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Definition and Example of an Elegy: Shed No Tears Here
Definition of Elegy: Poetic Expression of Sorrow
The definition of elegy is a poetic expression of sorrow or mournfulness, usually associated with death. The word elegy is Greek in origin, appearing to have come from Ionia .
In fact, elegiac writing that was used in Ancient Greece was not the same as an elegy in today's writing. Elegies from Ancient Greece were not written about death, but rather were more commonly written about one's "true love." One of the most prolific writers of elegaic poetry during that time was the Greek Sextus Propertius who lived around 45 - 15 B.C. making him a contemporary of Virgil. He wrote many of his elegies to his lover, Cynthia, who was thought to have been an older, prosperous member of ancient Greek society.
The word eligy defined as this mournful lamentation did not make an appearance in English until the 16th Century. By that time, the definition of elegy becomes a poem that is somber and melancholy in tone, generally rhymes, but does not prescribe to any particular rhyming scheme, nor is it of any particular length.
There many examples of poetry that fit the definition of elegy. One of the most well known elegies, Elegy Written in a Country Churchyard was written by Thomas Gray, and published in 1751 as a tribute to his friend and fellow poet, Richard West. American writer, Walt Whitman wrote the famous elegy O Captain! My Captain! as a tribute to slain President Abraham Lincoln. Both poems speak of death metaphorically and express the deep sorrow they feel for the subject of the poem.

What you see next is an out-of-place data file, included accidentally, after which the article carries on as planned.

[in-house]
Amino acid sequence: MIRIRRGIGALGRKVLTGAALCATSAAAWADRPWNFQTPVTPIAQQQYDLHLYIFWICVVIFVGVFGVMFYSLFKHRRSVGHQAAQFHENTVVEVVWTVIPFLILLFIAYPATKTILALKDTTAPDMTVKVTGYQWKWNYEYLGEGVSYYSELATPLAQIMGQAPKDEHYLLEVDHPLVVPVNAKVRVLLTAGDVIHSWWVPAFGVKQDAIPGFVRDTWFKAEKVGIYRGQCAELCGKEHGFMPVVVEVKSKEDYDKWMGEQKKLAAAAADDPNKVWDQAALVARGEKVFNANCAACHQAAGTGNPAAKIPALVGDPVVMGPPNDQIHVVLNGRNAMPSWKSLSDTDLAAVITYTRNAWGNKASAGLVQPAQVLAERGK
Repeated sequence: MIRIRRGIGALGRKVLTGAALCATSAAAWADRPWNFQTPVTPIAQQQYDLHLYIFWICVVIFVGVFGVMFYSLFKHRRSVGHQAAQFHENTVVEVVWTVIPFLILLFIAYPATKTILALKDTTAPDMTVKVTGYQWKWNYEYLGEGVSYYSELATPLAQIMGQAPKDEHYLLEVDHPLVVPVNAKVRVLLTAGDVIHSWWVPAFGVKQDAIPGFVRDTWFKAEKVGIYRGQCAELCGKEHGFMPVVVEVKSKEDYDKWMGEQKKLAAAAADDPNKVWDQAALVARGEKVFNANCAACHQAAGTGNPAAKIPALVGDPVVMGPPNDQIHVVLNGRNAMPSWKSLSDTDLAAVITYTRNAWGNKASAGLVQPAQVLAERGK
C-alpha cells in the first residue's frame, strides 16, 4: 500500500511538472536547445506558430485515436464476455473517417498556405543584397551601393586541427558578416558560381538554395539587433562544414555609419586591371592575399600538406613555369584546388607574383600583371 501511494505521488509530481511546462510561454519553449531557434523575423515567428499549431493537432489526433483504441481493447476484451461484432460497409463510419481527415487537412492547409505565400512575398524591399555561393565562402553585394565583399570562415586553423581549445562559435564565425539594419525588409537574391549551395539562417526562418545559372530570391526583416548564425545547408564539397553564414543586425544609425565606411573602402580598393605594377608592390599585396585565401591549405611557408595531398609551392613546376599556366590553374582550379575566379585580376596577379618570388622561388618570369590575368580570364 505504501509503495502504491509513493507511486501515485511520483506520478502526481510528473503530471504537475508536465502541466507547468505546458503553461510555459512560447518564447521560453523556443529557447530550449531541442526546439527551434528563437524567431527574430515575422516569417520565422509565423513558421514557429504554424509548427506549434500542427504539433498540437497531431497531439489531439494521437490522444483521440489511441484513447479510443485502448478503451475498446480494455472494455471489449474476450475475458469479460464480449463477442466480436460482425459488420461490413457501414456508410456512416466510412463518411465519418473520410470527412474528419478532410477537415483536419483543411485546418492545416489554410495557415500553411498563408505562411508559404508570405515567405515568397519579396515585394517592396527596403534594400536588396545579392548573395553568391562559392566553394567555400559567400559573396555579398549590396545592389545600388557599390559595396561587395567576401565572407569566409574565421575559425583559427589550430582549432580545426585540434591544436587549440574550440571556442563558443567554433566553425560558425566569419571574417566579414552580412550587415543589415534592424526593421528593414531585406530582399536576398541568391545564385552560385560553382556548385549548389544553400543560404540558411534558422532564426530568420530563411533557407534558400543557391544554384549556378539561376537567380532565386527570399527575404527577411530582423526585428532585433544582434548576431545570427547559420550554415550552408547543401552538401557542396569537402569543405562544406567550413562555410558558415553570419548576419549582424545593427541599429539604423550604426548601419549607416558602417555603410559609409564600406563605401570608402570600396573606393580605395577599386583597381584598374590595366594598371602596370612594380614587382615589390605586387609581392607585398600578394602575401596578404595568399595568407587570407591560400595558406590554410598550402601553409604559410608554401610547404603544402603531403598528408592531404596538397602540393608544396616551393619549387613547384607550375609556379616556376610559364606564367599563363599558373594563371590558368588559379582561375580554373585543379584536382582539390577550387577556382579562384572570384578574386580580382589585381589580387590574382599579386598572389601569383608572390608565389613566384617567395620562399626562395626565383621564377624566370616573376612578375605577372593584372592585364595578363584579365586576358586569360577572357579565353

Shed No Tears Here is a poem that adheres to the definition of elegy. It is somber in tone and is a tribute to someone who has passed, but lives on in the memories and heart of the writer.
Shed No Tears Here
Lift up your eyes, but not in despair;
God's Love covers us, as light as air.
While hearts now feel heavy and sore,
Trust and Believe there is something better in store.
So, no more sad weeping, but instead shed tears of joy.
This earthly life is but a temporary decoy.
When my shell is lifted and the eyes are clear,
I am once again united with those I held so dear.
Losing someone close to you leaves a gap that is difficult to close. Writers tend to respond to such a loss by turning to pen and paper. The written expression both captures the hurt and gives the writer release. By definition, the elegy is often the format a writer will use as an expression of their feelings. No Tears Here is an example of a short elegy.
All rights reserved. Cynthia Turner, August 2012